A lifetime designing PCBs: Merging design and fabrication

-November 20, 2017

My role in the PCB industry continued to evolve. In the previous article, I wrote about my venture into the software side at Redac. However, in late 1984, I resigned from Redac because I needed to give all of my attention to Computer Circuits.

As I should have known, trying to be successful with major responsibilities at two companies was beyond my ability. I have no regrets about diving into the software side; however, the timing wasn't right. Computer Circuits had struggled in my absence.

Our design team was strong, with members including Johnnie Travi, Mike Chaney, Linda and Max Mazzitelli, Pat Heinz, and Jim Redel. I had no worries about their abilities – the company just needed my focus to manage the sales and operations. We also had new design challenges, mostly because circuit boards were getting bigger and denser. It was refreshing to be back on the design side. The business stabilized, and while it wasn't without the usual problems of a small company, I felt that it was on a good track.

In 1985, Automata, a local PCB fabricator that wanted to expand into design, acquired Computer Circuits. Because Automata was committed to leading-edge fabrication processes and equipment, I felt good about the relationship and the opportunities for the future of our design team. Mohammed El-Ezaby, the founder of Automata, and Bob Lowry, treated me like family, and I miss working with them, as well as learning about fabrication processes from them. Being at Automata helped all of us become better designers. Seeing how our work was used in manufacturing enabled us to understand why so many fabrication concerns were important during the design process. The layout of the fab process is shown in Figure 1. The design services were in “Engrg.” (blue) and my office was in “CP” (orange).

 

Figure 1  Automata layout

At Computer Circuits, we had a Cadnetix CDX-75000 Route Engine that was interfaced with the Redac Maxi systems. It was fairly effective for the designs of that time, yet, like all autorouters, it wasn't a panacea. The system ran on its own hardware, tuned specifically for high-performance routing. At Automata, the decision was made to purchase Cadnetix CDX-5000 design stations for layout as well. Cadnetix was a popular PCB design software company at the time, and there were plenty of potential customers in our area on that platform.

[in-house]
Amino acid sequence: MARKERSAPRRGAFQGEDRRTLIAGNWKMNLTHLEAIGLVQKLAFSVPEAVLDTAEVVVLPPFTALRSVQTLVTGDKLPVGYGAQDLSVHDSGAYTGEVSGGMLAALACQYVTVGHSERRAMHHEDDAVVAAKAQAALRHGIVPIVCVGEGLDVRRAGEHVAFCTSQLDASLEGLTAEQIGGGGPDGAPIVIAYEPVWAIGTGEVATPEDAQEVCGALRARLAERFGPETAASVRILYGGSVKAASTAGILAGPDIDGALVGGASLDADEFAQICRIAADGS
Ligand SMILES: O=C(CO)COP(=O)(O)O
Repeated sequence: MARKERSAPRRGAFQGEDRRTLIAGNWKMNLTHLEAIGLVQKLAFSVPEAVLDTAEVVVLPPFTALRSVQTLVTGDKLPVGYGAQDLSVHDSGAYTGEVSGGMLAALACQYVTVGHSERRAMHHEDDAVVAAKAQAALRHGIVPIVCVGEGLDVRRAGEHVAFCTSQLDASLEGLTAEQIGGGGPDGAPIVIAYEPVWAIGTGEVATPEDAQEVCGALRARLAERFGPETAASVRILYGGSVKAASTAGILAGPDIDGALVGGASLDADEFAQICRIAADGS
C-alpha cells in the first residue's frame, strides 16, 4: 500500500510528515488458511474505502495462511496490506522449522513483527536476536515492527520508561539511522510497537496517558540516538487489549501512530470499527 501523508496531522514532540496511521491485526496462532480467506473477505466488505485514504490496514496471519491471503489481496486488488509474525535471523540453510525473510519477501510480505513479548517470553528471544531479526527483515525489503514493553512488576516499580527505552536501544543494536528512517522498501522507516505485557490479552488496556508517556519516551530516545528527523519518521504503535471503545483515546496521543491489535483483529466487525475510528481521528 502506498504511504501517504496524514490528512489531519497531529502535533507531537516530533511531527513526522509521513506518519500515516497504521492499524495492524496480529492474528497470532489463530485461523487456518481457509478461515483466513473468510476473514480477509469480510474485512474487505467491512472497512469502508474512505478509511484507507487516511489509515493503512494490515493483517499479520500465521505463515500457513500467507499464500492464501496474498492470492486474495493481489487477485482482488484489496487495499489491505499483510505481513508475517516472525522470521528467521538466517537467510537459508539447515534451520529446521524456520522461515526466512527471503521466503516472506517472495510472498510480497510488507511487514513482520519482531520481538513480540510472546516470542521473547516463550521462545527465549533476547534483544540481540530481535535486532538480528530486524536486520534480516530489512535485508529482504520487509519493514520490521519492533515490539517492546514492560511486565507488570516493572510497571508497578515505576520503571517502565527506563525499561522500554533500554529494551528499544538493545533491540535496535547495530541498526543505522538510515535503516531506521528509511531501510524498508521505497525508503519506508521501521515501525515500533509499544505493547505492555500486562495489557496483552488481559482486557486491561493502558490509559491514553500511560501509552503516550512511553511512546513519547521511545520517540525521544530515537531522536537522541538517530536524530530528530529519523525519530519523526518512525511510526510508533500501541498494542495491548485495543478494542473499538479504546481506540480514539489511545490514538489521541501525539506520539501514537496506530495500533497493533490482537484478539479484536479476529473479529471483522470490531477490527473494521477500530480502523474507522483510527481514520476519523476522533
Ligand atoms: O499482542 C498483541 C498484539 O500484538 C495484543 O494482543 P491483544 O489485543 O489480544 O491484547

We did have several problems with the autorouter; e.g., it completely failed on all of the initial designs we tried. After numerous calls to Cadnetix support, it was finally discovered that the system was shipped without the extra memory required to route large boards. Once that was addressed, the system mostly did what we expected it to. No hardware or software is perfect, and experiences like this one helped me – later in my career – to have empathy for customers who get frustrated when software problems occur and make it difficult to get the job done.

When we got the CDX-5000 systems, Mike Chaney and the other designers found quite a few problems. He called in many of them. After a while, the support team must have tired of hearing from Mike, because they wrote me a letter stating that for them to continue to support us, at least one of the designers had to attend Cadnetix training. They felt the problem was our ignorance, not the software. Mike took the training, but everyone discovered rather quickly that he knew as much or more than the trainer, plus, he scored the highest mark ever on the test at the end of the session. So, it was no surprise that from then on, the support teams treated Mike and our design group with much greater respect.

The CDX-5000 system had on-line DRC that gave feedback when an error was made. If there were an award for the dumbest feature in PCB design software, this one would certainly be at the top of the shortlist. The error notification was a rather loud series of four beeps. What designer wants others in the office to be notified whenever an error was made? For those working nearby, the frequent beeping sound from multiple design stations became exceedingly irritating. Thus, after losing its role in the PCB layout process, the X-Acto knife had a final encore. We used it to cut the speaker wires.

With more circuits crossing into the high-speed realm, our customers became concerned about impedance control. Automata was the perfect environment to learn about design and fabrication techniques to manage impedance. I remember creating test coupons and doing measurements with a time-domain reflectometer. This data was used to understand what stackups, trace widths, and materials would be appropriate for our design and fabrication process in order to meet the impedance requirements.

Automata kept abreast of fabrication innovations, and always considered updates to its production line to optimize efficiency. As part of this commitment to new technology, they alpha-tested the first Laser Direct Imaging (LDI) system, Excellon’s DIS-2000. Instead of using photoplotted artwork to expose the etch mask (a largely manual process), the laser would directly expose the mask on each layer. It was an amazing advancement for the 1980s. While LDI was a big step in automating the process, it was much too slow, and had some registration problems. It wasn’t until the late 80s that the LDI process performed well enough to be adopted across the industry. One of the joys of being in our industry is watching the continual evolution of technology and process.

In late 1987, the software side called again, presenting me with another career-path quandary.

 

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Charles Pfeil is a Senior Product Manager at Altium, working on definition of their products with a primary focus on routing tools.

 

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